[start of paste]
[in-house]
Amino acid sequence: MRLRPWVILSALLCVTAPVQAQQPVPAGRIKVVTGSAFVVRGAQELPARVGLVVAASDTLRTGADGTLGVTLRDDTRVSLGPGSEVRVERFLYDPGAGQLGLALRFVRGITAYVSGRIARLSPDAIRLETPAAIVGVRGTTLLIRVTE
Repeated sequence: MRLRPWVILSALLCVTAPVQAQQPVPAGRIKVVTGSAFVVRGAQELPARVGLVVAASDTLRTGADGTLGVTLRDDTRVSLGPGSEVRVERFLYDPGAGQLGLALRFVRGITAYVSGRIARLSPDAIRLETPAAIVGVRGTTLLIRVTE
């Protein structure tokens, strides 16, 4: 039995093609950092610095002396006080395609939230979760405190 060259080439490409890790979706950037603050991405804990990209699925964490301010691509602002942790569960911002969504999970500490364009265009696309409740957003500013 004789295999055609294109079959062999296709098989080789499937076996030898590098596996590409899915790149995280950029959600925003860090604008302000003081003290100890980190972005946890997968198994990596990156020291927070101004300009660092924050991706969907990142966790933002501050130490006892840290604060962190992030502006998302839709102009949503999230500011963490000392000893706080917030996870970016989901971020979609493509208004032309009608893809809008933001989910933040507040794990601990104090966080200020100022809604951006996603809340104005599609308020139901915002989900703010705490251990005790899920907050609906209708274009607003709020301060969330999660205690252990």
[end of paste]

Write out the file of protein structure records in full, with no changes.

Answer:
[in-house]
Amino acid sequence: MRLRPWVILSALLCVTAPVQAQQPVPAGRIKVVTGSAFVVRGAQELPARVGLVVAASDTLRTGADGTLGVTLRDDTRVSLGPGSEVRVERFLYDPGAGQLGLALRFVRGITAYVSGRIARLSPDAIRLETPAAIVGVRGTTLLIRVTE
Repeated sequence: MRLRPWVILSALLCVTAPVQAQQPVPAGRIKVVTGSAFVVRGAQELPARVGLVVAASDTLRTGADGTLGVTLRDDTRVSLGPGSEVRVERFLYDPGAGQLGLALRFVRGITAYVSGRIARLSPDAIRLETPAAIVGVRGTTLLIRVTE
């Protein structure tokens, strides 16, 4: 039995093609950092610095002396006080395609939230979760405190 060259080439490409890790979706950037603050991405804990990209699925964490301010691509602002942790569960911002969504999970500490364009265009696309409740957003500013 004789295999055609294109079959062999296709098989080789499937076996030898590098596996590409899915790149995280950029959600925003860090604008302000003081003290100890980190972005946890997968198994990596990156020291927070101004300009660092924050991706969907990142966790933002501050130490006892840290604060962190992030502006998302839709102009949503999230500011963490000392000893706080917030996870970016989901971020979609493509208004032309009608893809809008933001989910933040507040794990601990104090966080200020100022809604951006996603809340104005599609308020139901915002989900703010705490251990005790899920907050609906209708274009607003709020301060969330999660205690252990």